How to Build a Diving First Aid Kit

by Dillon Waters

Whether you are new to the sport or you’ve been instructing divers for years, a first aid kit is something every diver should have on their packing list for each dive. A store with medical supplies is hardly ever within close proximity of a dive site, so packing a useful diving first aid kit is always a good idea. Even when diving with a resort or a liveaboard operation, it’s still wise to bring a first aid kit. It can be the difference between a minor annoyance and something that ends your trip, or worse, threatens your health.

What you should consider before making your first aid kit.

The contents of your first aid kit can differ based on the type of diving you do, your training, and any personal medical needs you may have. A diver who prefers to do most of their diving with groups in a resort setting could pack much less than the buddy group going spearfishing from their personal boat. Many diving first aid items require special training to administer such as Oxygen and AEDs. You should seek the proper training before deciding to add these items to your kit. You should also take any personal medical needs into consideration when building a first aid kit. Add extra of any medications you are currently taking and any emergency supplies you may need for an allergic reaction.

What should you pack?

When creating your diving first aid kit, a commercial kit may be a good place to start. Many manufacturers of these kits have sought the expertise of active and experienced divers when building them. Purchasing one of these pre-made first aid kits, such as the Dive 1st Aid Scuba Diver Kit, and adding the items you want or need will increase your chances of having what you need when you need it.

If you’ve decided to build your own diving first aid kit, then it is important to know what you should pack so that you are prepared for the unexpected. Below is a basic list we have put together to assist you:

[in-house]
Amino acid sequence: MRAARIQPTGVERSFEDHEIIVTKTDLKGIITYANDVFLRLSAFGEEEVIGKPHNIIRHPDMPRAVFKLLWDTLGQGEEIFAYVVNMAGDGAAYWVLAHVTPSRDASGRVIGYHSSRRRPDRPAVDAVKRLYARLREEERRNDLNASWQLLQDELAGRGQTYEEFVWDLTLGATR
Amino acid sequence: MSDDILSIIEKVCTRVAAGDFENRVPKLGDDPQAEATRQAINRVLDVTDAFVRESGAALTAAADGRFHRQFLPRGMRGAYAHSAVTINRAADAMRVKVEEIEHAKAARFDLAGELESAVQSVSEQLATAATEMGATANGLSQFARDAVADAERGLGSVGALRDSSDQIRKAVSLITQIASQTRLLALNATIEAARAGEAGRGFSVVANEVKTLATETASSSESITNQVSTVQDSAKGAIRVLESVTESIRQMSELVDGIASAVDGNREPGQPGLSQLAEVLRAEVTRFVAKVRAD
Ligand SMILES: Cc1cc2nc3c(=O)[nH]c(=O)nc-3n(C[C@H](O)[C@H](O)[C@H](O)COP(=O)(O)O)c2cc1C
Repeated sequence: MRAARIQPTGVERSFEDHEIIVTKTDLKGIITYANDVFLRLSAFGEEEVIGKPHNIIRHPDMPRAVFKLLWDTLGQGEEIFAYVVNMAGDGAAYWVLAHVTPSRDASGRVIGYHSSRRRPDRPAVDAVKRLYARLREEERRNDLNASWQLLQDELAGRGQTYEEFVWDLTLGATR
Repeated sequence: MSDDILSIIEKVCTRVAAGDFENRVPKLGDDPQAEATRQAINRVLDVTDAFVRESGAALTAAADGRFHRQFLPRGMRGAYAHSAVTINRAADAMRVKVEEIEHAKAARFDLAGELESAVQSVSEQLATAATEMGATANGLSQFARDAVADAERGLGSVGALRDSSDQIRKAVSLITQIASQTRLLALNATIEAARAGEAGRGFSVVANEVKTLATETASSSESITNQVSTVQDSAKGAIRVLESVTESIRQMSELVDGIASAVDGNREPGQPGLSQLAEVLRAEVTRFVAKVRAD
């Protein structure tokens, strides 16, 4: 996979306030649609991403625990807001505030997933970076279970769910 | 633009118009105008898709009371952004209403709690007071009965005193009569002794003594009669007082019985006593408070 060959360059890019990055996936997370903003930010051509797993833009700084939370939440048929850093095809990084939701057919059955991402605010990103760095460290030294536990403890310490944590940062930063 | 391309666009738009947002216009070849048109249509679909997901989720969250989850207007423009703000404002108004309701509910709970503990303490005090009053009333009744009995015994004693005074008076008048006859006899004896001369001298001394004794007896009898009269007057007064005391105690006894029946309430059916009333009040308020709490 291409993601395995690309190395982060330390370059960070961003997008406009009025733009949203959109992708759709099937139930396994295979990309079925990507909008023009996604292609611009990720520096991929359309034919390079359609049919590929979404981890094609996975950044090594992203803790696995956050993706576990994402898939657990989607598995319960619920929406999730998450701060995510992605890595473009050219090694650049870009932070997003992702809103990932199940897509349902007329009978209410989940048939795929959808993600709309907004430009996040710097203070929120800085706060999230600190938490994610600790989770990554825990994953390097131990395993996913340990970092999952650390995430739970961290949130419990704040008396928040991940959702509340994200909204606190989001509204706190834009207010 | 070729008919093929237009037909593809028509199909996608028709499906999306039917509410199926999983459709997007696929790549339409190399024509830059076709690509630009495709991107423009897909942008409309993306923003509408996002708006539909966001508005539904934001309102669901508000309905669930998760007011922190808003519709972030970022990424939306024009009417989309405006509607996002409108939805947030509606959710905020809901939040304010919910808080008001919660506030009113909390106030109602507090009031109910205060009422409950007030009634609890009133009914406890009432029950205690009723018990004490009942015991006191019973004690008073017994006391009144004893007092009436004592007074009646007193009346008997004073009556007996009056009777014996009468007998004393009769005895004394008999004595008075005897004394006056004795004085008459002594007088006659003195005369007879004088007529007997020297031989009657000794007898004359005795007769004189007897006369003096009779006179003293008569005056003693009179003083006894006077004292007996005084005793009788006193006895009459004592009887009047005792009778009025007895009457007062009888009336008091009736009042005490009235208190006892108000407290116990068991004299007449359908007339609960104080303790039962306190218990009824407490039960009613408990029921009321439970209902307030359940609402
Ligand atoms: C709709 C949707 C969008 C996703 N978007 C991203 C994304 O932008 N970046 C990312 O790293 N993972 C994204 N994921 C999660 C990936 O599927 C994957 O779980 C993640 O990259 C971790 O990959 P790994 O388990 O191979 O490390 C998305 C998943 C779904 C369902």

Storage Container: A waterproof box is recommended due to the increased chance of exposure to water, but not necessary. Choose a container that will best suit your needs. One that is separated into compartments will help you organize the items in your kit, making them easier to find in a first-aid situation. If you prefer to use a container without separate compartments, you can group items into bags to keep them organized.

Basic First Aid Items:

Non-Latex Gloves
5x9in Abdominal Pads
Triangular Bandage
3x3in Sterile Gauze Pads
4x4in Sterile Gauze Pads
Roller Bandage
Adhesive Waterproof Bandages (Assorted Sizes)
Adhesive Cloth Tape
Antibiotic Ointment
Alcohol Wipes
CPR Face Mask
Aspirin (81mg Each)
Ibuprofen Tablets
Acetaminophen Tablets
Space Blanket
Instant Cold Compress
Instant Heat Pack
Scissors or Shears
Tweezers

First Aid Instruction Booklet: In high stress or unfamiliar first aid situations, having a book to reference can help you give the correct care quickly.

Disposable Razor: Can be used to scrape off jellyfish tentacles, etc.

Vinegar: To neutralize the stings of some marine life.

Motion Sickness Medication: If you get motion sickness this is an obvious addition, but for those of you who don’t like seeing others feed the fish off the side of the boat you may want to pack some as well.

Ear ShieldEarShield: An oil solution sprayed into the ear pre-dive to repel water while diving.

Ear Beer: A combination of alcohol and vinegar used to dry and clean the ear post-dive.

After you’ve assembled your first aid kit, you will continue to add to it over time as your diving experience increases and you start to learn what you need to include for every dive trip. You should know where each item in your kit is located and you should be able to easily access any part in an emergency. It is also extremely important to open up and check your kit before each trip to ensure everything is there and in working order. Accidents can happen, so be prepared and dive safe!

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